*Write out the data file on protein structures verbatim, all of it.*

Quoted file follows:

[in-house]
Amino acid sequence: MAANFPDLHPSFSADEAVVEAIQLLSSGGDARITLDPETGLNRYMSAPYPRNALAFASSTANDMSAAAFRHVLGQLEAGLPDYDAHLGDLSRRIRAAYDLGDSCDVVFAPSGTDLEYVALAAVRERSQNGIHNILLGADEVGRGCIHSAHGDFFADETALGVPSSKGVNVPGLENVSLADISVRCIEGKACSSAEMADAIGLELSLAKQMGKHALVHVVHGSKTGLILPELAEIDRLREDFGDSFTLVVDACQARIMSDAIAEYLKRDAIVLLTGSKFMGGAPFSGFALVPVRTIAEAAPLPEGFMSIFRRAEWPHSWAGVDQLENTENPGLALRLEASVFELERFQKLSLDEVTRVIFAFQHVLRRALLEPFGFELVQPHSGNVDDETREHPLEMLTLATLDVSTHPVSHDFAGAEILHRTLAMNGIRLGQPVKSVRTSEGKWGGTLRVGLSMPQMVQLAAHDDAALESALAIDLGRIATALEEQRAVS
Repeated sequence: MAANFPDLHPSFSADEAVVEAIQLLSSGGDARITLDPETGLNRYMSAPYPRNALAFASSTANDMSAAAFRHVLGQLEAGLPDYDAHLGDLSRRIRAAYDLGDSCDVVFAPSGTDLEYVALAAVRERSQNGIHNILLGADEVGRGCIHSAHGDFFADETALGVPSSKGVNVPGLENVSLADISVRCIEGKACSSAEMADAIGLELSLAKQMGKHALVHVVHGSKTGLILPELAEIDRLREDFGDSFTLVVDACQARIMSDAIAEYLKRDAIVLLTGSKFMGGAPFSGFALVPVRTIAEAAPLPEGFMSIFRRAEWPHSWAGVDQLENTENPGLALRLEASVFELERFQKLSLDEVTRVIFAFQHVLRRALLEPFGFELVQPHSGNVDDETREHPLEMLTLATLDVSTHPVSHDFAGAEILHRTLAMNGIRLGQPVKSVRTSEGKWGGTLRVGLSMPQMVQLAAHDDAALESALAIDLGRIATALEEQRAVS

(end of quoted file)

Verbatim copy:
[in-house]
Amino acid sequence: MAANFPDLHPSFSADEAVVEAIQLLSSGGDARITLDPETGLNRYMSAPYPRNALAFASSTANDMSAAAFRHVLGQLEAGLPDYDAHLGDLSRRIRAAYDLGDSCDVVFAPSGTDLEYVALAAVRERSQNGIHNILLGADEVGRGCIHSAHGDFFADETALGVPSSKGVNVPGLENVSLADISVRCIEGKACSSAEMADAIGLELSLAKQMGKHALVHVVHGSKTGLILPELAEIDRLREDFGDSFTLVVDACQARIMSDAIAEYLKRDAIVLLTGSKFMGGAPFSGFALVPVRTIAEAAPLPEGFMSIFRRAEWPHSWAGVDQLENTENPGLALRLEASVFELERFQKLSLDEVTRVIFAFQHVLRRALLEPFGFELVQPHSGNVDDETREHPLEMLTLATLDVSTHPVSHDFAGAEILHRTLAMNGIRLGQPVKSVRTSEGKWGGTLRVGLSMPQMVQLAAHDDAALESALAIDLGRIATALEEQRAVS
Repeated sequence: MAANFPDLHPSFSADEAVVEAIQLLSSGGDARITLDPETGLNRYMSAPYPRNALAFASSTANDMSAAAFRHVLGQLEAGLPDYDAHLGDLSRRIRAAYDLGDSCDVVFAPSGTDLEYVALAAVRERSQNGIHNILLGADEVGRGCIHSAHGDFFADETALGVPSSKGVNVPGLENVSLADISVRCIEGKACSSAEMADAIGLELSLAKQMGKHALVHVVHGSKTGLILPELAEIDRLREDFGDSFTLVVDACQARIMSDAIAEYLKRDAIVLLTGSKFMGGAPFSGFALVPVRTIAEAAPLPEGFMSIFRRAEWPHSWAGVDQLENTENPGLALRLEASVFELERFQKLSLDEVTRVIFAFQHVLRRALLEPFGFELVQPHSGNVDDETREHPLEMLTLATLDVSTHPVSHDFAGAEILHRTLAMNGIRLGQPVKSVRTSEGKWGGTLRVGLSMPQMVQLAAHDDAALESALAIDLGRIATALEEQRAVS